Search continues for identity of mute pianist
British authorities said on Wednesday they have received more than 500 calls to help them identify a mystery piano player who was found wandering on an English beach last month, but have still not found out who he is.
Adrian Lowther, a spokesperson for West Kent National Health Service, which has been trying to solve the mystery with the police, said it is only “speculation” that the man could be French.
Rome police said a Polish mime artist identified the mysterious mute pianist found on a southern English beach as a French musician from Nice named Steve Massone, but Massone’s family denied the report.
“The amnesiac is not Steve, I saw my brother yesterday in Nice,” Julie Villa Massone said on Wednesday, while the man’s cousin Denis said he had spoken with the man earlier on Wednesday by telephone.
Witnesses said they saw Massone perform on Tuesday in front of Nice’s main courthouse, as he does nearly every day, according to his family.
Lowther said: “We can’t confirm that the name is correct or that the man is French. We need to get through the information and try to corroborate that report.”
He confirmed a report that the man pointed to a Swedish flag, but said he did not want to read anything into that.
British police are sifting through more than 500 responses to an appeal for information to help identify the young, blond-haired man who was found, soaked to the skin but fully dressed in an elegant black suit, on April 7.
He has not spoken since, and has not responded to written appeals while being kept under observation at a mental health hospital.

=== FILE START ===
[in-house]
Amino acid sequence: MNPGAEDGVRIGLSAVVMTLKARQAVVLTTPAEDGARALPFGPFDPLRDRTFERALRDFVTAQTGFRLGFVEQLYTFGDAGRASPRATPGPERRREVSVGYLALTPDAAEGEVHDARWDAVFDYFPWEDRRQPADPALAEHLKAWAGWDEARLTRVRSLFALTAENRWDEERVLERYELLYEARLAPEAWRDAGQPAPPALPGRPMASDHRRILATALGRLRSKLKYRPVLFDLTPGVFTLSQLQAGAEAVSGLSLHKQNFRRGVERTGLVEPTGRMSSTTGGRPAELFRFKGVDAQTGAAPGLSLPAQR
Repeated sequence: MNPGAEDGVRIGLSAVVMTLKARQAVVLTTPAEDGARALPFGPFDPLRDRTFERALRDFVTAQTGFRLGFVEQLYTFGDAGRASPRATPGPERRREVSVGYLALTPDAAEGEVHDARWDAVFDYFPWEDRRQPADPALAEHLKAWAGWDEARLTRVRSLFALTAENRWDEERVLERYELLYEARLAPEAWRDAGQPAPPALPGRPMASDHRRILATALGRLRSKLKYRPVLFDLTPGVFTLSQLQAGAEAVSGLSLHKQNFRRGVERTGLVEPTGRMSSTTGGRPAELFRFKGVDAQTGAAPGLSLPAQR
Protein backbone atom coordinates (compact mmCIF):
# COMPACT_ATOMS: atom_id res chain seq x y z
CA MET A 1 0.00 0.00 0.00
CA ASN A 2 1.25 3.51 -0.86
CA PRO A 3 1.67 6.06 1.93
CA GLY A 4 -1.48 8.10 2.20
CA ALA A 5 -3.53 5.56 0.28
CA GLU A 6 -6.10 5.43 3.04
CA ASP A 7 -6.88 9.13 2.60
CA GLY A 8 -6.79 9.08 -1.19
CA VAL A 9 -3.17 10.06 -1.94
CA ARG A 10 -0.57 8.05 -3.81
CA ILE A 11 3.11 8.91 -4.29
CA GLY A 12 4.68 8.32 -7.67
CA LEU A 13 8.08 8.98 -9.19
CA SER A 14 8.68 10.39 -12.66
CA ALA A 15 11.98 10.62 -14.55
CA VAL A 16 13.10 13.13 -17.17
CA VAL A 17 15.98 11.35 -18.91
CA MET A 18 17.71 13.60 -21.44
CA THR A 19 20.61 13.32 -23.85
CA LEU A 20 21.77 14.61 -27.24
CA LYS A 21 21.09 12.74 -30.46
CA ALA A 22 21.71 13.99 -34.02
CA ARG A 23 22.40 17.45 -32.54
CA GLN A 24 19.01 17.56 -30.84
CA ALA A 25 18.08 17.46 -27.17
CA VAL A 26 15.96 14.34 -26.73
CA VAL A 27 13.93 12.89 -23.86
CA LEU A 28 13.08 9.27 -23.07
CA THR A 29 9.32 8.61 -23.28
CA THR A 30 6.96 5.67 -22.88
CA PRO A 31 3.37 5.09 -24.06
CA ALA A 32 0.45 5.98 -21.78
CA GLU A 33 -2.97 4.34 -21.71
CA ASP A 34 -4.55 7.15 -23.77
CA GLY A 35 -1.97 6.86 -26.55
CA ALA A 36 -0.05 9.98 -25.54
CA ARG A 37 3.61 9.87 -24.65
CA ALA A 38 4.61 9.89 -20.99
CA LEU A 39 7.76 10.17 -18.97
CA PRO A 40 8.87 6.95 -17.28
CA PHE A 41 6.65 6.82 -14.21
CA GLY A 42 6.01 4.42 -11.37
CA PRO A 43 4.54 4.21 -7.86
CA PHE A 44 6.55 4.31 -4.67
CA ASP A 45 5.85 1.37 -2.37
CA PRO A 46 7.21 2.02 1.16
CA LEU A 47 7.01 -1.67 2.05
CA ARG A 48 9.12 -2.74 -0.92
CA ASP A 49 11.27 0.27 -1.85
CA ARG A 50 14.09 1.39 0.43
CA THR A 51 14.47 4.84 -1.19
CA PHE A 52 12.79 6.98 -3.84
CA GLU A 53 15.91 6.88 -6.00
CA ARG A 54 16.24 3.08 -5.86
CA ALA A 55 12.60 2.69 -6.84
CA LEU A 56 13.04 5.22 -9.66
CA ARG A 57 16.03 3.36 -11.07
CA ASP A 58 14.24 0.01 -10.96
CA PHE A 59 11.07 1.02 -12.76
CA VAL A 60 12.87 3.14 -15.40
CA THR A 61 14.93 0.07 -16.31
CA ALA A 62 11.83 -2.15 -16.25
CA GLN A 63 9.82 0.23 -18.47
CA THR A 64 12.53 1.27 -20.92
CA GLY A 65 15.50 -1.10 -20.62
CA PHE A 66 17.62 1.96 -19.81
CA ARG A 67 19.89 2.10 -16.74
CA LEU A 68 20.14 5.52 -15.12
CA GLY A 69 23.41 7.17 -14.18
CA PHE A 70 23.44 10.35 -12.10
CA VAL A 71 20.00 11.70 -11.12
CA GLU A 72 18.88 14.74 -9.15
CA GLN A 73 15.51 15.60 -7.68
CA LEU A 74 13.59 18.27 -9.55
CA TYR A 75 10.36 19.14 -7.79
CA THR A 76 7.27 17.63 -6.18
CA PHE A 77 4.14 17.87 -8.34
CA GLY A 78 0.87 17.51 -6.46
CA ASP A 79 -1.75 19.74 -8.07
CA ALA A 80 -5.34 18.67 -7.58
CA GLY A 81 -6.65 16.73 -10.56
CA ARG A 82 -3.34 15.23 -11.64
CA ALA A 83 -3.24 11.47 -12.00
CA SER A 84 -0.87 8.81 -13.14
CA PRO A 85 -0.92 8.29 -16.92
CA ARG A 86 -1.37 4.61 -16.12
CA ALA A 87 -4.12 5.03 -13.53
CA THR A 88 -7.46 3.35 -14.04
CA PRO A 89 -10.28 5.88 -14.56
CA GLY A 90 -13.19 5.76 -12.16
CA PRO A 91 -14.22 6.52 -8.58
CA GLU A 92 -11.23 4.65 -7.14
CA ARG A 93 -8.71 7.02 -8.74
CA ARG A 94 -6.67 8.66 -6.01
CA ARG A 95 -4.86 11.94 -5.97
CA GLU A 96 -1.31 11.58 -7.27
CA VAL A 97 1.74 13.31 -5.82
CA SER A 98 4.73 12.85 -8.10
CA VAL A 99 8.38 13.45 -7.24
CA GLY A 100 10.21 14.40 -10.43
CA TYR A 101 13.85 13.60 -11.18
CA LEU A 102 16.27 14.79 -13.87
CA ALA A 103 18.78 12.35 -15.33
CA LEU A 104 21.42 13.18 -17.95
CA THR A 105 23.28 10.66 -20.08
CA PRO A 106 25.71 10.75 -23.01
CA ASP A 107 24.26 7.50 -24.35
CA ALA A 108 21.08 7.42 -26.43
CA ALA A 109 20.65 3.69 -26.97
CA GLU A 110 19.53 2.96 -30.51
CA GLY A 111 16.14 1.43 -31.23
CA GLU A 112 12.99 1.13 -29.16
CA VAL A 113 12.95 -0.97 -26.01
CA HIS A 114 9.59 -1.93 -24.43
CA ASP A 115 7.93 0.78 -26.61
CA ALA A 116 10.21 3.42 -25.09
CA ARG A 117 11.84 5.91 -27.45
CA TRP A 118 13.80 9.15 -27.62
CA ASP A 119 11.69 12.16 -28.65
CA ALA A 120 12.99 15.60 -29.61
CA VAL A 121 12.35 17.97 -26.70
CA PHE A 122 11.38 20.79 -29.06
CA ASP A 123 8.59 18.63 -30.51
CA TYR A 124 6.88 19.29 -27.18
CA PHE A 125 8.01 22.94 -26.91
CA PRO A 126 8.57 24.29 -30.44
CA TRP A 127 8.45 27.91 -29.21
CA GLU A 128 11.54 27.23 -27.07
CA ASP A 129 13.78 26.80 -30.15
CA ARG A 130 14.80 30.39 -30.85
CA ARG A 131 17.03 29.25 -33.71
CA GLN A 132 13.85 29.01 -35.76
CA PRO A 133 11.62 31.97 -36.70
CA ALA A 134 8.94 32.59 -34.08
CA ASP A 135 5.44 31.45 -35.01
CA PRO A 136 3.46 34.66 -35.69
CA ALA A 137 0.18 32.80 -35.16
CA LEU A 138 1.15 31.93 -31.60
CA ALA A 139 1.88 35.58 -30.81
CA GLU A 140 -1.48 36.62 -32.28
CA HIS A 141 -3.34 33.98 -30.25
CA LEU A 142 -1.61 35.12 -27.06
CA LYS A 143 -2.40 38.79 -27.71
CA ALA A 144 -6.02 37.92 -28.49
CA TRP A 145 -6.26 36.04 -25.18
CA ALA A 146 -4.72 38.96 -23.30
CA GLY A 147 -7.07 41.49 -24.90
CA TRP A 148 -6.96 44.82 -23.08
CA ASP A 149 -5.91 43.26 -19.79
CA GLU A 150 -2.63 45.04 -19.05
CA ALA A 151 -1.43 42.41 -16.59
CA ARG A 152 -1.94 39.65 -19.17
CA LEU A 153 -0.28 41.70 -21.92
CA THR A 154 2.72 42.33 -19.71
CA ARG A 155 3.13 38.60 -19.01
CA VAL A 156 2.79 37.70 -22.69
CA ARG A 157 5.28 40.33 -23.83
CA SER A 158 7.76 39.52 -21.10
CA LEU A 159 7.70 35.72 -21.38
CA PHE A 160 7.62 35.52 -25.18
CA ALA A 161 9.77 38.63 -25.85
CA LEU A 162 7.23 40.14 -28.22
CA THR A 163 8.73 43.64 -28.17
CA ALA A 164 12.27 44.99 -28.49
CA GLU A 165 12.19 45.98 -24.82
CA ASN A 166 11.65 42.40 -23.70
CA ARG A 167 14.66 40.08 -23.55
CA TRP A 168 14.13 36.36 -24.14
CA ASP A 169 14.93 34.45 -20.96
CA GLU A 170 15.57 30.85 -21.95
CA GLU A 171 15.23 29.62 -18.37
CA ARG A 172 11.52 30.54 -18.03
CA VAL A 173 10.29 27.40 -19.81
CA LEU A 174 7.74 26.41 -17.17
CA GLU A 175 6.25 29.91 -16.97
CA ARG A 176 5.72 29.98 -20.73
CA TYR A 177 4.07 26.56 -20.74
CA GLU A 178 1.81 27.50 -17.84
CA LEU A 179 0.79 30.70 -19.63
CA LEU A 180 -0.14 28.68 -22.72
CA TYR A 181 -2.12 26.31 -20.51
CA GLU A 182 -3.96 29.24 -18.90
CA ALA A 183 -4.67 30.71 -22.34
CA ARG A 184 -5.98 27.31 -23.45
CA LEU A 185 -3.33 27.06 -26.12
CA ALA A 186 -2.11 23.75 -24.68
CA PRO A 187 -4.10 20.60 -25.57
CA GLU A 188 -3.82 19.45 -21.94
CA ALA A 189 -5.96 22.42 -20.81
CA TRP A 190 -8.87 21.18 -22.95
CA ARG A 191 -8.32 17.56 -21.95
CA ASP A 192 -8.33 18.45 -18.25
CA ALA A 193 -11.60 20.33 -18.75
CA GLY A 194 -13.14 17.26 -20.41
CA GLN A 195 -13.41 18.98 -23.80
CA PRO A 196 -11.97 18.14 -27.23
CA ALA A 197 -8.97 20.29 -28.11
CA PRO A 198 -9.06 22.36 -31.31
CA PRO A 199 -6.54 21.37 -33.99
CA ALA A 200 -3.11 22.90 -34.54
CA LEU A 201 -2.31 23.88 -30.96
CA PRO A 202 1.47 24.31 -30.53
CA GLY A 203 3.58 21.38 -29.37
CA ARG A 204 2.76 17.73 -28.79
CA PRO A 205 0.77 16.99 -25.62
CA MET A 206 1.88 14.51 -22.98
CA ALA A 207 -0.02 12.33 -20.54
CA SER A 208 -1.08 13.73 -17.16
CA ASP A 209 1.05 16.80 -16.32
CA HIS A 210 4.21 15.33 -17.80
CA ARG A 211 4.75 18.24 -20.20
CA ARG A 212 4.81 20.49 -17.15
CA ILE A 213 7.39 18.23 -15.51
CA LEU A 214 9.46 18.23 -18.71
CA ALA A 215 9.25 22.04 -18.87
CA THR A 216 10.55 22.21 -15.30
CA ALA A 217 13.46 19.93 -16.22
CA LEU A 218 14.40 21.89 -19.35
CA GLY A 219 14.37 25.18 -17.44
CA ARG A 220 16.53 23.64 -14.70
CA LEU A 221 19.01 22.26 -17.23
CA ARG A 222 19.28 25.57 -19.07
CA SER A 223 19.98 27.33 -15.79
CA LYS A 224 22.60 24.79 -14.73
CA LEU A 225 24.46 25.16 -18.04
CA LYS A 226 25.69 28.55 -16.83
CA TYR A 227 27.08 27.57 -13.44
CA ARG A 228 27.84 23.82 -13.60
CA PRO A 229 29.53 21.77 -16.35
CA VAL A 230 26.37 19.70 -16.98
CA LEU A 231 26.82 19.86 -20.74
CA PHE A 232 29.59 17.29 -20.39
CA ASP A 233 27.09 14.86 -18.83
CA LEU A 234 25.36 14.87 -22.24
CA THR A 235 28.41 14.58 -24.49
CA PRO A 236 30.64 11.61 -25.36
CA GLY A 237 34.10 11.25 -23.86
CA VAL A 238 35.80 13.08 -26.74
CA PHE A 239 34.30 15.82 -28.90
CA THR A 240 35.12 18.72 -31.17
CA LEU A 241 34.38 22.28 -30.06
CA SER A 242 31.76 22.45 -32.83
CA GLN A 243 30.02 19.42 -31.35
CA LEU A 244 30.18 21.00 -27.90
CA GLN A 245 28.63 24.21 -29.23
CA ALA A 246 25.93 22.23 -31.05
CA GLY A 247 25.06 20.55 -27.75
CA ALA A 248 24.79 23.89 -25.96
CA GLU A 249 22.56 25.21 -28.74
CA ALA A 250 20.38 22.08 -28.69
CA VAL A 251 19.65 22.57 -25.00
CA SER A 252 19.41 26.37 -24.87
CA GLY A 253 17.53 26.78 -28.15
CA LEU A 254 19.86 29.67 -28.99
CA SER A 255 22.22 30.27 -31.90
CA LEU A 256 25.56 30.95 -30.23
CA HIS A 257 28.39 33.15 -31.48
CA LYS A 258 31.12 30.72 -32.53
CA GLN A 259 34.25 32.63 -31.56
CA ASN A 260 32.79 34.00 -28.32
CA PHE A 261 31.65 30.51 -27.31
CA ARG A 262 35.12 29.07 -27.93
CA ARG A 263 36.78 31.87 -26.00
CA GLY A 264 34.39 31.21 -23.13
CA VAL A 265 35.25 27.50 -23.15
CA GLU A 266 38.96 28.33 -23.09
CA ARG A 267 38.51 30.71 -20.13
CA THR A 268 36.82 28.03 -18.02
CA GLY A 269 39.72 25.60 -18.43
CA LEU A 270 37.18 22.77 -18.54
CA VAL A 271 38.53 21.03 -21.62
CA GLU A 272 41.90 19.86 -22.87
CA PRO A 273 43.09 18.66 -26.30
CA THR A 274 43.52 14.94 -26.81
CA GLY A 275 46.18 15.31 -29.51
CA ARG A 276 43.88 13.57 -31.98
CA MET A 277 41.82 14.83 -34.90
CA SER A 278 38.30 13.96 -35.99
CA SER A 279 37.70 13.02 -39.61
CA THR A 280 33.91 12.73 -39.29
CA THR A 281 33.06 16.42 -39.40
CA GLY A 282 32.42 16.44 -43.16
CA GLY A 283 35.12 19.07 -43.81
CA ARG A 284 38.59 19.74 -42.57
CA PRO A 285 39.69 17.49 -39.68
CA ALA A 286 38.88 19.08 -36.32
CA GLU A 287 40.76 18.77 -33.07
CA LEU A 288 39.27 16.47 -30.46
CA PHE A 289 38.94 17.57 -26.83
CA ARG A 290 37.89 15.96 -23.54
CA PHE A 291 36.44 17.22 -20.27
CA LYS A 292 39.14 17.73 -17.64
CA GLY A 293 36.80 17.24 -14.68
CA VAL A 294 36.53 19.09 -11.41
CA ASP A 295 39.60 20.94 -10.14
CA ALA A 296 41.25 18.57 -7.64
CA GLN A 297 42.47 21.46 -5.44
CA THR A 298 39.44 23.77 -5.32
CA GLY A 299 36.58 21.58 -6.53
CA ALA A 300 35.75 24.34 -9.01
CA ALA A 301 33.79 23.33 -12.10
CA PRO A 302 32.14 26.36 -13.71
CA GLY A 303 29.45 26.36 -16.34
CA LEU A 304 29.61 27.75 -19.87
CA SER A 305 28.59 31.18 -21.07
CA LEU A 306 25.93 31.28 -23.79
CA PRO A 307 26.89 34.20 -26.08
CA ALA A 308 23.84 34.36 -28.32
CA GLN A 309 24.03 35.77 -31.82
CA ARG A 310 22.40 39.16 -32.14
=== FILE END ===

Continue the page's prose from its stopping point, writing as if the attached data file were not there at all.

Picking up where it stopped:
Investigators have been further stumped by the fact that all the labels in his black suit and white shirt had been removed.
But the man, seemingly in his late 20s or early 30s, has fascinated social workers and the public through his one means of communication: playing classical piano music.
Workers at the Medway Maritime hospital in Kent failed to elicit any details from the patient, who appears anxious around strangers, when he was admitted to their care.
But when given a pen and paper, in the hopes he would write his name, the man instead drew a detailed sketch of a grand piano.
Workers invited him to play on the chapel piano, where he gave a virtuoso performance.
Interpreters from Poland, Latvia and Lithuania were brought in to see if he was from eastern Europe, and possibly an asylum seeker, but no one has been able to get him to talk.
The case has drawn comparisons with the Oscar-winning 1996 movie Shine, which tells the story of acclaimed pianist David Helfgott, who suffered a nervous breakdown while playing.—AFP